Creating a door opening in non-load bearing wall

I am thinking about putting a door from master bedroom into bathroom and creating an en-suite (2nd floor). I have read through this forum and am quite confident that I am prepared for this task (99%). Just a couple of questions however remain on which I need some help:
1 - How many RSJ do I require - will 2 suffice 2 - to fill any gap above the lintel what is the recommended choice - do I wedge it with bricks cut down to size 3 - is it best to have a tight fit with the frame or cut the opening slightly larger and fill the gaps in later 4 - finally does anyone have any experience with the wall saw available from HSS as this is what I'm intending to use but would like some feedback.
Thankyou for any feedback
Jay
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In an earlier contribution to this discussion,

What is the wall made of? How thick is it? How do you know that it's non-loadbearing?
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wrote:

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The wall is made of brick and is 1 brick wide. My assumption of it bring non-load bearing is based on me venturing into the loft and ensuring that there is nothing above.
Is my assumption correct or am I about to demolish my property??
Thanks
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On 18 Dec 2003 00:51:22 -0800, snipped-for-privacy@pst.co.uk ( snipped-for-privacy@pst.co.uk) wrote:

So what are the roof trusses bearing down on?
PoP
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They run parallel to the wall that I intend to create the door opening in - so do not seem to be supported by wall. Although I hadn't really thought about that one.
Is it safe to go ahead?
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On 18 Dec 2003 07:00:35 -0800, snipped-for-privacy@pst.co.uk ( snipped-for-privacy@pst.co.uk) wrote:

I don't think you will get a conclusive answer to this question on a newsgroup. You really need the advice of a learned professional who knows about these things.
On the face of what you have said it sounds okay, but I wouldn't want to be held to account for expressing that view!
If you are taking a doorway's worth of brickwork out of the wall then I would expect you would normally put in some acro's and pins thru the wall to hold the region above the doorway up until you've got the lintel in place. I wouldn't expect the bricks above to hold themselves up without help. In which case you might be rebuilding that whole central section of the wall where you want the door to be.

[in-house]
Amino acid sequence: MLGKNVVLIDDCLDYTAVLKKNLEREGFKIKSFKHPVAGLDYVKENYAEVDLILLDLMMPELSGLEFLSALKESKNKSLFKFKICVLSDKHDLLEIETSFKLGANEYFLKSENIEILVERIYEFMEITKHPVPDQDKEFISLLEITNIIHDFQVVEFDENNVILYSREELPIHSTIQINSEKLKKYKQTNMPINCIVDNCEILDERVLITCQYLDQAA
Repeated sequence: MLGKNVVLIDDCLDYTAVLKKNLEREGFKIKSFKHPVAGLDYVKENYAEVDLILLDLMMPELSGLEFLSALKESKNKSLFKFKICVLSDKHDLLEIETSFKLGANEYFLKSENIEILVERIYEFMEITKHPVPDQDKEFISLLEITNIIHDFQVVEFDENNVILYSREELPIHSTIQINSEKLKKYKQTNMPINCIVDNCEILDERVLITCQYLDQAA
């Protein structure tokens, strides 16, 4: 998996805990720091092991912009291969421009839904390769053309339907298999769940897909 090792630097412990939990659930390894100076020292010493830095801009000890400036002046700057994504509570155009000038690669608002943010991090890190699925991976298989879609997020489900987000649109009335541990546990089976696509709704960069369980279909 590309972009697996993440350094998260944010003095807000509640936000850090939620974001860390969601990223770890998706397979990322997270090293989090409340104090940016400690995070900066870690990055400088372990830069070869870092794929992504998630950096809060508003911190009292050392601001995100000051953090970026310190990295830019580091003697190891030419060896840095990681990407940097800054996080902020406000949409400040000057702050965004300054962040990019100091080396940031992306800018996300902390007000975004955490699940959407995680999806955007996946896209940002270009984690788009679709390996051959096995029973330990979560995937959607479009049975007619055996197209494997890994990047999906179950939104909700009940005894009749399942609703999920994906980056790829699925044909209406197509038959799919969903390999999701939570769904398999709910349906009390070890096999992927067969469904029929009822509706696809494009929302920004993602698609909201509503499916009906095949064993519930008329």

If you do use Acro props are you comfortable with them being placed on the rafters of the first floor ceiling?
PoP
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On 18 Dec 2003 07:00:35 -0800, snipped-for-privacy@pst.co.uk ( snipped-for-privacy@pst.co.uk) wrote:

One other thing I forgot to mention.
That wall may not have vertical stresses placed upon it from above, but it may have horizontal stresses (possibly compression?) from end to end. Are you very sure that it isn't holding the front (or back) of the house in place before you start a demolition job?
Removing that doorways worth of bricks might do some collateral damage to the structure of the house in a way which you might not expect.
PoP
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In an earlier contribution to this discussion,

It's a very dangerous assumption! It's probably supporting ceiling joists at the very least. It could well be supporting part of the roof, depending on how the roof supports are constructed.
What sort of timber structure supports your roof? It is likely to be either purlin and rafter (where purlins are heavy wooden beams running under the roof all the way along, about half way up each side) or trussed - i.e. with lots of triangulated cross-braced timber trusses. Have a close look, and see what is supporting the purlins or trusses.
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wrote:

Thanks a lot for your help, taking your advice I got a builder in to take a look for me and he confirmed it is a non-load bearing wall. A good few pints later he talked me through the actions necessary.
Better stock up my beer fridge for next issue - getting damp proof injected round the house. It seems as the old slate course has been bridged and the kitchen doesn't have any evidence of a dpc at all. Can this be a DIY job or can anyone recommend a professional firm around the Heathrow area??
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So how did he say to do it? For doorways the Collins DIY says (I think) to take out the bricks, insert lintel, then take out bricks below.

I was quoted 1000-3500. To DIY is about 100 incl fluid.
I would try and use your old slate DPC (it's what I'm doing). Next door has injected into the mortar since they have hard engineering bricks which don't absorb the fluid.
My slate DPC was bridged. I have removed some patio slabs, concrete paths (6" from side of house is sufficient), dug out some soil and filled with pea shingle to improve drainage.
The impression I have from talking and reading is that an injected DPC is no way as good as an original slate DPC, and rather than have a DPC at all it is better to ensure that the ground level is correct, you ventilate and use correct wall coverings.
Was it a rep from a DPC company who told you the slate DPC was bridged.
The DPC in my kitchen is at a different level to the rest of the house. Mine was difficult to find due to repointing.
Good luck,
Neil
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